Easter Eggs dyed with Onion Skins

Is there anyone who did not look forward to dyeing eggs in all the colors of the rainbow and indulging in colorfully wrapped chocolate eggs for Easter as a child? I know I did. When I was very young, I thought the eggs which my mom had painstakingly decorated with chemical paints and markers, were so beautiful that I couldn’t bear to crack all of them just to eat them. Which is why some of these precious eggs were re-hidden by me in a little toy-basket only to be found weeks later by my parents due to the terrible smell that was filling my room.


Now that I am in Greece, I’ve learned it is not that common everywhere to dye the eggs in all the colors of the rainbow, rather, most eggs are dyed a beautiful deep red color. There are many myths surrounding the red eggs. The eggs themselves, of course, can be seen as a symbol of resurrection and new life, while the red dye is said to represent the blood of Christ. Traditionally, the eggs are dyed on Holy Thursday, but nowadays its commonly done on any day before Easter Sunday.


Some weeks before Easter you can see pre-dyed red eggs and packets of red dye appearing at the market and on shelves in the supermarkets. An alternative to using these chemical egg dyes, or rather the traditional way to do so, is to use natural products to dye your eggs. This process which I have used here is also common in many Eastern European countries. You’ll have to start collecting the dry outer skins of about 15 onions some time before Easter. When you are ready to dye your eggs, place the skins in a pot with 2 liters of water and add two tablespoons of vinegar. Bring everything to a boil and you will start noticing the water will quickly turn a deep dark red. Once the water looks properly colored, turn off the heat to let the mixture cool down a little.

Advertisement -- Continue Reading Below



You can now either place the uncooked eggs straight into the water and boil them until the shells start to color, or you can put in a little more effort into decorating the eggs with herbs. Placing nicely shaped herbs and/or edible flowers on the eggshell and wrapping them tightly in a clean pantyhose will create beautiful patterns on the outside of the egg after boiling. The eggs should be boiled a little longer than you usually would boil an egg (about 40 minutes, or more) and they should be allowed to cool after. To create a beautiful shine and amplify the red color, the eggs are often rubbed with some vegetable oil after they have dried and cooled down. Despite being so pretty, these are not the most delicious eggs I’ve ever had (I like my eggs soft-boiled), but they are very decorative and perfect to be used in an Easter Brunch egg salad!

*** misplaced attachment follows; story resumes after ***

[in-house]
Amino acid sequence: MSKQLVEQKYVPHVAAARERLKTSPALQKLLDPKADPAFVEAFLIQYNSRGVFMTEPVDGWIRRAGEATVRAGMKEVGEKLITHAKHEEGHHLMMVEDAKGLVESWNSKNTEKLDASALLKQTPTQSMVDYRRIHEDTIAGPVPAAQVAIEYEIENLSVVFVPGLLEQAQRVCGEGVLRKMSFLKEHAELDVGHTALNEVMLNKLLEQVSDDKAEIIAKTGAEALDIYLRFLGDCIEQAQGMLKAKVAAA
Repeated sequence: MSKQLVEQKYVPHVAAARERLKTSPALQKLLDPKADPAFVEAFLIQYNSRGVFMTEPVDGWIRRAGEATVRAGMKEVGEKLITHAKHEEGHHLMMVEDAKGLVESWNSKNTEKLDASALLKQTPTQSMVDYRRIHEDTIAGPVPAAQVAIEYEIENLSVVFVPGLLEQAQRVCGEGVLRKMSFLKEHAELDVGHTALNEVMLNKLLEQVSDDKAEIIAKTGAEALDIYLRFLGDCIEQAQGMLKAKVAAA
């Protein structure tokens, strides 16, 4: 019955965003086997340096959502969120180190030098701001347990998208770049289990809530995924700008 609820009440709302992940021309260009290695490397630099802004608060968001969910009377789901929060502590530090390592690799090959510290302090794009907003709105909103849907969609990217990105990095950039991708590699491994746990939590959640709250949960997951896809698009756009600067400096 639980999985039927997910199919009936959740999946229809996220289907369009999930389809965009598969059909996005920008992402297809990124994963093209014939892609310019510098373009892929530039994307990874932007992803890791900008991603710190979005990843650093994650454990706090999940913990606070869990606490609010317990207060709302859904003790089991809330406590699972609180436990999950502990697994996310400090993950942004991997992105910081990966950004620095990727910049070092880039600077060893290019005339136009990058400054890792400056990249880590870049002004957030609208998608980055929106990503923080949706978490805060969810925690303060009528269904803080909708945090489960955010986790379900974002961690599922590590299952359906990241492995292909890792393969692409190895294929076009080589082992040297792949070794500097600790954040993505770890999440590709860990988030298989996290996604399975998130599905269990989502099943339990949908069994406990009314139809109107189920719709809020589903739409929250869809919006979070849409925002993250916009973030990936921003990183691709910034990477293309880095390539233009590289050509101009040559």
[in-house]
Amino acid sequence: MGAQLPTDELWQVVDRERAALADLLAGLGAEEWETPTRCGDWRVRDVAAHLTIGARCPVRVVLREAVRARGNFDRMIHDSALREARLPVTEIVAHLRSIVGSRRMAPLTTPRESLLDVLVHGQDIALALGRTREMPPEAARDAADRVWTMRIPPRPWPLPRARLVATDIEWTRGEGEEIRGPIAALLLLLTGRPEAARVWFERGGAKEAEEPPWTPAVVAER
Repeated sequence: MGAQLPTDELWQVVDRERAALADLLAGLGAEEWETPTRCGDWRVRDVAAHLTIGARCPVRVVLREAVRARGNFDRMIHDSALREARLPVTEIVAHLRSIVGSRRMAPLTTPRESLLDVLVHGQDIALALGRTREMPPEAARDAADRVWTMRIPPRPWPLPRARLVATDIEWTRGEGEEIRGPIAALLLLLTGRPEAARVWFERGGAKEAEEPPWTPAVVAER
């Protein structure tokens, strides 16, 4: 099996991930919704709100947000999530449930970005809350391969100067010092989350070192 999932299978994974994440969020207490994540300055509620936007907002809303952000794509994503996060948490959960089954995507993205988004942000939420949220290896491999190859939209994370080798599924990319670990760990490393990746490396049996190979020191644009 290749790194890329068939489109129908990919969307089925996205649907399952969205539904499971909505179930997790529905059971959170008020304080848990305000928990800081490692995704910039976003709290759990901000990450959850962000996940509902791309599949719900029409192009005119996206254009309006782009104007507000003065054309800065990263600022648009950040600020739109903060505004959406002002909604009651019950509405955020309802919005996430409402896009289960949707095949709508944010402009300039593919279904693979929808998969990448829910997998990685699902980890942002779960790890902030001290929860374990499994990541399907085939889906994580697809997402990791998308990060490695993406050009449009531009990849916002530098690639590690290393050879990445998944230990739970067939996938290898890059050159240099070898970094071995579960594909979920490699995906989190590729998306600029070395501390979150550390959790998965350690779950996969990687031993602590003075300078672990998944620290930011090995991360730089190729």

In Greece, it’s common to play a game with the eggs in which the main goal is to crack all of your opponents’ eggs. Two players each take one of the red eggs, and one taps the end if their egg against the end of the other’s egg. The winner then uses his egg again to try to crack the other end of the other player’s egg. The game continues until there is only one winner left – the one who is holding the un-cracked egg – and it is said that this person will have good luck the rest of the year. When all the eggs are cracked it is of course time to eat the eggs, which are more or less the first animal product that’s eaten after fasting… What a treat!



Easter Eggs Dyed with Onion Skins

5.0 rating based on 1 rating
  • V
  • DF
Easter eggs dyed with onion skins
  • Difficulty:Easy
  • Prep Time:15 mins
  • Cook Time:40 mins
  • Freezable:No

Nutrition per portion

  • 6 - 12 eggs
  • Skins of about 15 onions
  • 2 tablespoons vinegar
  • Pretty looking herbs such as dill and parsley (or flowers)
  • Little vegetable oil
  • Also needed: clean pantyhose, thread
  1. Place onion skins in a pot with 2 liters of water and 2 tablespoons of vinegar. Bring to a boil.
  2. When the water has turned a dark red color. Turn down off the heat and let it cool down a little.
  3. Meanwhile, clean the eggs and place herbs and/or flowers on the shells. You can use a little water to make the herbs stick. Wrap the eggs and the herbs tightly in small pieces of pantyhose and tie the ends with some thread.
  4. Place the eggs in the pot with the red water and onion skins and bring back to a boil. Cook the eggs for about 40 minutes to an hour, or until the shells have turned a deep red.
  5. Let the eggs cool and dry and rub on a little vegetable oil to make them shine.

Leave a Reply

Your email address will not be published. Required fields are marked *